Friday, 23 March 2012
The Stone Apple
The bael or bilva tree in my garden is now laden with luscious round-sized fruits with delicious core inside. (See photo below). This tree is more than 25 years old, slightly younger than my house.
I came across a piece on bael tree, by Vithal C Nadkarni in The Economic Times which I found interesting. Here it is, in a paraphrased, slightly-edited and chiseled form, and with some additional matter.
In mid-March, the thorny bael tree is bereft of leaves but is laden with large globular fruits. The British call it stone apple. There is the macabre local name ‘Sirphal’ (Sir-head, phal-fruit), which ostensibly comes from the resemblance of the hard shell to the skull that encases soft tissues inside.
Tradition likens the bael’s trifoliate leaves to Shivji’s trishul that the three-eyed God holds in his right hand.
The worship of Shiva is deemed to be incomplete without bael leaves. The connection between bael leaf and the ritual worship of Shiva is so potent that great merit is believed to accrue even to one who accidentally drops the leaves on Shiva-linga.
The Shiva Lilamrita tells the story of the hunter Suswara who spent the night one Mahashivaratri, atop a bael tree. Sleepless due to hunger and thirst, he kept thinking of his wife and family, continually and absent-mindedly plucking the leaves and dropping them to the ground. There was a Shiva-linga below the tree and the leaves fell on it. Eventually, when Suswara dies, he is taken straight to heaven, all because the virtue that had accrued to him as had virtually worshiped Lord Shiva by offering bael leaves, albeit unknowingly
Years ago, I had read somewhere about a mythological person, Ajamila, with not a very good nature who had named his son as Narayan. He committed many sins during his life-time. At the time of his lonely death, he called his son who was not around. He called out several times, "Narayan, Narayan, Narayan". Then he died. He was awarded heaven as he had uttered 'Narayan', another name of Lord Vishnu.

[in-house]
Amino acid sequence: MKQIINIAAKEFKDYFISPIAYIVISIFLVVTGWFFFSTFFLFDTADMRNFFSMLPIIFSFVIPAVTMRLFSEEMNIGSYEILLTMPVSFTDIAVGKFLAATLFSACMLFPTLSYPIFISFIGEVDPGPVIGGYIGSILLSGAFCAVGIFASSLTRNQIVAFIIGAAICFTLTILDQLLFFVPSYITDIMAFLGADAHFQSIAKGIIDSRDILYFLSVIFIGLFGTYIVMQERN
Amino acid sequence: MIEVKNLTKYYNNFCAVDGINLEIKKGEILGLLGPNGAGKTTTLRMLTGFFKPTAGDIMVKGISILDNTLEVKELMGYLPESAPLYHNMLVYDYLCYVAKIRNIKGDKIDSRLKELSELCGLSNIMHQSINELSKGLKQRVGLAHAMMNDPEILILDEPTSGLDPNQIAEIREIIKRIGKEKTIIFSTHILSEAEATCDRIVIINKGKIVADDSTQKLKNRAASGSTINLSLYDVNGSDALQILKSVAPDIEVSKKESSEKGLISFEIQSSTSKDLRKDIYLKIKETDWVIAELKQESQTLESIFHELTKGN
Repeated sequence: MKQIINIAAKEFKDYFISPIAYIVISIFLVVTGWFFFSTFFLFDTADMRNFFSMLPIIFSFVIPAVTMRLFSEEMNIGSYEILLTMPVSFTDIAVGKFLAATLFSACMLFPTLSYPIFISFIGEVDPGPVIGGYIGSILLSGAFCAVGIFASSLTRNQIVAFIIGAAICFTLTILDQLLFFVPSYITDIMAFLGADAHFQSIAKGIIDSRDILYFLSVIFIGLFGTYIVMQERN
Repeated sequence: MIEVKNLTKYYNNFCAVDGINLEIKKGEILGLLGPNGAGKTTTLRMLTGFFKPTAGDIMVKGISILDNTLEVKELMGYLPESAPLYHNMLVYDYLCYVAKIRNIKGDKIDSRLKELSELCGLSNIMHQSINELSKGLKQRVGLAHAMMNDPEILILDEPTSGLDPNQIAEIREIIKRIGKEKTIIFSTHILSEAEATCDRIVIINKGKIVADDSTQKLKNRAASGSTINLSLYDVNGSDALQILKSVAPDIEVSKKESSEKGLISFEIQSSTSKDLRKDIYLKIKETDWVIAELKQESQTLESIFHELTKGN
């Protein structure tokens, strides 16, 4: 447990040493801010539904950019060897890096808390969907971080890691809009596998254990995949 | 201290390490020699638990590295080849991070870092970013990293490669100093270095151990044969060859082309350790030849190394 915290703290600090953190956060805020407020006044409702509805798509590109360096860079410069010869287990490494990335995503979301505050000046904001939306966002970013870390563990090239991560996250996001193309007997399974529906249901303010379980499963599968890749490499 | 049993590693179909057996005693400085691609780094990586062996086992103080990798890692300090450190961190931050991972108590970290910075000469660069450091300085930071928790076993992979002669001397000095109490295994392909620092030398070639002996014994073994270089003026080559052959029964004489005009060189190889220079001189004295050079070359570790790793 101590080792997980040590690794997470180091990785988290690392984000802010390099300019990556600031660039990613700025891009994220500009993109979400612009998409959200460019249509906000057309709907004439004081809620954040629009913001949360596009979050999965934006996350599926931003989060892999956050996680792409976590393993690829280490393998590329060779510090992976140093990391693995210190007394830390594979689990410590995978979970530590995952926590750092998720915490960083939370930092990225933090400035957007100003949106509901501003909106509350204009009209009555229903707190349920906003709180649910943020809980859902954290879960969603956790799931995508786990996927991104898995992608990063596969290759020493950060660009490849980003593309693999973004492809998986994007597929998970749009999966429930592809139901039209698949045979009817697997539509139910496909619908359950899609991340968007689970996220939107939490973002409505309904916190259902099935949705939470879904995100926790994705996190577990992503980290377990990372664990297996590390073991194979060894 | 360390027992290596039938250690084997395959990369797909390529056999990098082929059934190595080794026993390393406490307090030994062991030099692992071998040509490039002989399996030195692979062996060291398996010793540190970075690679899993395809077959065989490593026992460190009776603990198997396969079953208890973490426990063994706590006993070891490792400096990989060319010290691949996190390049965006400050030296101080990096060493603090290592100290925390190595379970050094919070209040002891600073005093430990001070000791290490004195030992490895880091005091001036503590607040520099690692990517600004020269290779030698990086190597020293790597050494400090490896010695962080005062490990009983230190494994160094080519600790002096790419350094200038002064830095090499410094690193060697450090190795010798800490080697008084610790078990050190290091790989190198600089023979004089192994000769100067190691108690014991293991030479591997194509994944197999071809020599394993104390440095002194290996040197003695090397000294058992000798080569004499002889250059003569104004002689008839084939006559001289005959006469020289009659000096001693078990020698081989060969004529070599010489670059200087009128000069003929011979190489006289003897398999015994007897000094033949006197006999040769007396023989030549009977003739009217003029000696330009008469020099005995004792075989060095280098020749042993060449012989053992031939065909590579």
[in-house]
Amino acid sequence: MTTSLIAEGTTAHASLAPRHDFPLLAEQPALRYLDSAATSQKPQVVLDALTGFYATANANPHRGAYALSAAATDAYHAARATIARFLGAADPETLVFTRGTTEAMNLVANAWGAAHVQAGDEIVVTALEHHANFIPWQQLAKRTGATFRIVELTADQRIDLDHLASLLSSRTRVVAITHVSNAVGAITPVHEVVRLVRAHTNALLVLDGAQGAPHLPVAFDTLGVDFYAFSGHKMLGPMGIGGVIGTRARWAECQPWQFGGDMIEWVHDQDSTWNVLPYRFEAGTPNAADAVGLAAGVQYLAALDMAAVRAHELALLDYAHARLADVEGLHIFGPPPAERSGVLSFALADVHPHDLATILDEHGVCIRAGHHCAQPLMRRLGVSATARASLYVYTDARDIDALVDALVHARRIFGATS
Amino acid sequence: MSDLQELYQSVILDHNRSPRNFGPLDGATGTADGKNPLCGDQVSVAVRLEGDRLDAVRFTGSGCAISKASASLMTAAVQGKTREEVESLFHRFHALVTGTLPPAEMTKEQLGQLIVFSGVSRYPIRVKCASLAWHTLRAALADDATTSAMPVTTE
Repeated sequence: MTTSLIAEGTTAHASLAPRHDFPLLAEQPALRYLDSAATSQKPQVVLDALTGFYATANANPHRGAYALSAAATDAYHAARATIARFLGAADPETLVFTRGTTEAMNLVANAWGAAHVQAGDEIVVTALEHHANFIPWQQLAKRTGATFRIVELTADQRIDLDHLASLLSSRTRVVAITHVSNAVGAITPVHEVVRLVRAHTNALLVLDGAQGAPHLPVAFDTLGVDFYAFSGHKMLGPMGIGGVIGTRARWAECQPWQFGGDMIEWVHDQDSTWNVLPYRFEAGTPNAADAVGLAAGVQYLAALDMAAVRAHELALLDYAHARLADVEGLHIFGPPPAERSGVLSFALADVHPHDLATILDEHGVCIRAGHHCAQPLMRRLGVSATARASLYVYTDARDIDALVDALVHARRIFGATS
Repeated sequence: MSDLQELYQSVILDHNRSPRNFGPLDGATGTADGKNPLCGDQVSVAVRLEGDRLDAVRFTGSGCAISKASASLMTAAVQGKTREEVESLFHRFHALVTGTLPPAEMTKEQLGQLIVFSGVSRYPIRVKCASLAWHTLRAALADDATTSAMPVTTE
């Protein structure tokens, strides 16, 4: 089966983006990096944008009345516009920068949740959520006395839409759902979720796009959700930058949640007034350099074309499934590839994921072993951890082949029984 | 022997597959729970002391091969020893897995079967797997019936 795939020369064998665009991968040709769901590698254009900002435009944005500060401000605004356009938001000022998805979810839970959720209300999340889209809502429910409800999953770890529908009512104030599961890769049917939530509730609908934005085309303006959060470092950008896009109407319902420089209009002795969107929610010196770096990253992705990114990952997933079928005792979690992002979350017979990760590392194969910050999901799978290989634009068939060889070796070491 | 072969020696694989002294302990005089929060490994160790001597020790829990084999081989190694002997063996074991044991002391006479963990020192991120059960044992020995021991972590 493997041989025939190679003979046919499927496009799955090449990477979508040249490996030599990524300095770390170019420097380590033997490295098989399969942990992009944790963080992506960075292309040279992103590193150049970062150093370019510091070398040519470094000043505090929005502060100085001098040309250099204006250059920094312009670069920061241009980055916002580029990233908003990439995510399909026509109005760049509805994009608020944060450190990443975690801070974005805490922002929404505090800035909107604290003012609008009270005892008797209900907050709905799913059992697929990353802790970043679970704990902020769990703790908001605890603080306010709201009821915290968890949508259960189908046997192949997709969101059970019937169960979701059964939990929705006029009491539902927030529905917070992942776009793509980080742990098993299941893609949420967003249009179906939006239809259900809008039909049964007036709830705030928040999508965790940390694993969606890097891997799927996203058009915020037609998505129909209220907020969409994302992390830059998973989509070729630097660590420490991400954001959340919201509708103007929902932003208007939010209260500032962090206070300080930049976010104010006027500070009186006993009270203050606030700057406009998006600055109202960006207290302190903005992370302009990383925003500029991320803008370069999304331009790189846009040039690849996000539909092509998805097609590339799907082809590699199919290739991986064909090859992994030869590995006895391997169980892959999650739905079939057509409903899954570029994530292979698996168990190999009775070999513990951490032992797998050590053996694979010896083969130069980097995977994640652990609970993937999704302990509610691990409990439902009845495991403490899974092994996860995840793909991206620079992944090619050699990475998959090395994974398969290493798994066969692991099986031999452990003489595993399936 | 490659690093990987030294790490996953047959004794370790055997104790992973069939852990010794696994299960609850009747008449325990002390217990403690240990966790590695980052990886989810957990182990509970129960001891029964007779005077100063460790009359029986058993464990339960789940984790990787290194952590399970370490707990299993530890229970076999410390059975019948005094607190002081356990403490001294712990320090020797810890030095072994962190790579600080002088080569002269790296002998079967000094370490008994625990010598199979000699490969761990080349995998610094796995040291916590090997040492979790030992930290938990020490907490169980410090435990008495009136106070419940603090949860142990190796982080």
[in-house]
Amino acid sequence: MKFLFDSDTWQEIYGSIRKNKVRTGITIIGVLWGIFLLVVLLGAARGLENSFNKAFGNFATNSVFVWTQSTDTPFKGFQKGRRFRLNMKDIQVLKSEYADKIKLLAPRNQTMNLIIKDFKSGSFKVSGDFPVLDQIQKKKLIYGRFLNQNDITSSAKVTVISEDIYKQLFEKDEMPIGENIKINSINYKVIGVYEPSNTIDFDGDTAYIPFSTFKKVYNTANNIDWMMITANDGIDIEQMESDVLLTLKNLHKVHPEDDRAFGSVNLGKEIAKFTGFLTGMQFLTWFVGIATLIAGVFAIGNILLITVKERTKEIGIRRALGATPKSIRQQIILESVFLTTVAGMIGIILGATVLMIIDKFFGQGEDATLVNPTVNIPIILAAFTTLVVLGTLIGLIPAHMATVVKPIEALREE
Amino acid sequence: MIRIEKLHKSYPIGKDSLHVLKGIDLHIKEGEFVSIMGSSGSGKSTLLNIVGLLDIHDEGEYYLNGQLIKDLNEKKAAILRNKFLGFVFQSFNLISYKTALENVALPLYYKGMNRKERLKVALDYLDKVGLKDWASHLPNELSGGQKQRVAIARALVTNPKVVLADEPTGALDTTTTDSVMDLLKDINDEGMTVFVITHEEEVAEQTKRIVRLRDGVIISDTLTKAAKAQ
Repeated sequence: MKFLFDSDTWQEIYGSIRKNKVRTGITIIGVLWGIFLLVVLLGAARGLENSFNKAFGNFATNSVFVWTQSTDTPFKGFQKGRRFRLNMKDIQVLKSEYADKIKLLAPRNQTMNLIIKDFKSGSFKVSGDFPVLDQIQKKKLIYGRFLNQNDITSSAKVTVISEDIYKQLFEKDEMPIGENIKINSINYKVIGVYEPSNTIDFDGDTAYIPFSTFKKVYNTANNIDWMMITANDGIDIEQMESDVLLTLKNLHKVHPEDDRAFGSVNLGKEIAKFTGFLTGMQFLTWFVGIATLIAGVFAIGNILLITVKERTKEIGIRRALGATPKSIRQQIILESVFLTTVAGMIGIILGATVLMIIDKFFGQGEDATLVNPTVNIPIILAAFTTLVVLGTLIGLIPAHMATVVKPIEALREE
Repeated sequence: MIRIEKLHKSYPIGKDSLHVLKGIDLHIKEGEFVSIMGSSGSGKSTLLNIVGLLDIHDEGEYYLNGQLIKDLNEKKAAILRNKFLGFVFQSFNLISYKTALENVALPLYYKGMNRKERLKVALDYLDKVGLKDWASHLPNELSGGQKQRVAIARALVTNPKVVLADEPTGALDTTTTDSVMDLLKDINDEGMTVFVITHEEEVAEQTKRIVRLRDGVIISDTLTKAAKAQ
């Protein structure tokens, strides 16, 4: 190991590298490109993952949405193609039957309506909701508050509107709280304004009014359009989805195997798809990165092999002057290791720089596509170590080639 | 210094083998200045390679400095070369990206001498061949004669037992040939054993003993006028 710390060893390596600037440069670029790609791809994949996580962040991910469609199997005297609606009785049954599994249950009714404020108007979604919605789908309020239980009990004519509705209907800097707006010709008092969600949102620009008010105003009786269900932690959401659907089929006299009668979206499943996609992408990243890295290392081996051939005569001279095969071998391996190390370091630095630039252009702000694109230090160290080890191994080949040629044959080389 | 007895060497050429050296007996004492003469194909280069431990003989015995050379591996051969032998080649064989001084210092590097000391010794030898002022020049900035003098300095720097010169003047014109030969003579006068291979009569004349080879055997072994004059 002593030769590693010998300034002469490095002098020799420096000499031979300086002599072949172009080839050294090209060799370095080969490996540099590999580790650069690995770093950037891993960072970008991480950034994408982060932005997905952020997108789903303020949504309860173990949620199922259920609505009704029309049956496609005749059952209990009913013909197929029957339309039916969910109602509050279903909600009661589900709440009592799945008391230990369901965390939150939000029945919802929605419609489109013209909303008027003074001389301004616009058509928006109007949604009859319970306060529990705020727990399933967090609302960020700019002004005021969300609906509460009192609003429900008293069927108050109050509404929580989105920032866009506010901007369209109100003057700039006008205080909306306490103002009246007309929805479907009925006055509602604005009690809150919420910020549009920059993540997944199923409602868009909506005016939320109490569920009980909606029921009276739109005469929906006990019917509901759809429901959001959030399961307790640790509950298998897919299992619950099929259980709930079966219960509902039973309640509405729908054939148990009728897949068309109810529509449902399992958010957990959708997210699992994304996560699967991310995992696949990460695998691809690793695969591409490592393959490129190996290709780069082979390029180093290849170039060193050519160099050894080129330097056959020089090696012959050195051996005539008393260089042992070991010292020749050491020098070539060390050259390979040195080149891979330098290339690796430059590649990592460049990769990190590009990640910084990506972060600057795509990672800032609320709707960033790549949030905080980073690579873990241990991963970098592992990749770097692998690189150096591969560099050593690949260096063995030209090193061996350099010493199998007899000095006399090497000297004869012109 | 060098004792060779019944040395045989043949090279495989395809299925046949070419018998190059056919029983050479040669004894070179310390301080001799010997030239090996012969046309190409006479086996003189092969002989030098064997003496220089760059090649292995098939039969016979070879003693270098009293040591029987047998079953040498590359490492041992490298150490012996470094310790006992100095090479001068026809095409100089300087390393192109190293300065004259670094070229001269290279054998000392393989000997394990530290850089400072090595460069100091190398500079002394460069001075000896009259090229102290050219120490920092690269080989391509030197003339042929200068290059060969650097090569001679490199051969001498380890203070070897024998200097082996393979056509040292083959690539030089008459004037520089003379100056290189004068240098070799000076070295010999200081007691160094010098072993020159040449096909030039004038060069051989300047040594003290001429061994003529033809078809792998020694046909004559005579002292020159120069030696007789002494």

Along with the bael plant, I had planted a sapling of wood apple, whose fruits look like a concise edition of the bael fruit. An wood apple is of the size of, and looks like, cricket ball. Like the bael fruit, it has a hard exterior and, when ripe, a soft core but with a deliciously sour taste. It is used to make a mouth-watering chatni. Unfortunately, the wood apple plant died due to want of care which the tenants did not give it. I am looking for a sapling of it to add to my mini-orchard.
The name Sirphal reminds me of Sitaphal (custard apple). When Ram, Sita and Laxman were living in the forest during their vanavas, living off fruits, it is believed that Ram discovered this delicious fruit which he presented it to Sita and named it after her. Then Sita discovered another sweet fruit, presented it to Ram and promptly named it Ramphal!
Talking of phals, do not forget Sriphal (cocoanut), named after Shree (Goddess Laxmi). I do not know how it was named after the Goddess of Wealth. Did it come out along with Laxmiji during the mythological churning of the ocean by the Gods and demons?
There is one thing common in both Sirphal and Sriphal. Both are hard outside and soft inside. So is the wood apple. Some bosses are like this: a tough exterior and a kind heart inside.